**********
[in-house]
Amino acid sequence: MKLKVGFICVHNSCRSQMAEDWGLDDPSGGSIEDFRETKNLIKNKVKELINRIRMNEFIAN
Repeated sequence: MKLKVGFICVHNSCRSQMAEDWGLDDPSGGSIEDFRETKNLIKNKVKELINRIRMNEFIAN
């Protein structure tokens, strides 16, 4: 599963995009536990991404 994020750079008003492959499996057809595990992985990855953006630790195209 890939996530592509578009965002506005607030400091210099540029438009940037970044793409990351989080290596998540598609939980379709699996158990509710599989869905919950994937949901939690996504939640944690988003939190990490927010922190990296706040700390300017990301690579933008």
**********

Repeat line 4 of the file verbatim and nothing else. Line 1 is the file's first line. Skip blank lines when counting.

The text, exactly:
């Protein structure tokens, strides 16, 4: 599963995009536990991404 994020750079008003492959499996057809595990992985990855953006630790195209 890939996530592509578009965002506005607030400091210099540029438009940037970044793409990351989080290596998540598609939980379709699996158990509710599989869905919950994937949901939690996504939640944690988003939190990490927010922190990296706040700390300017990301690579933008």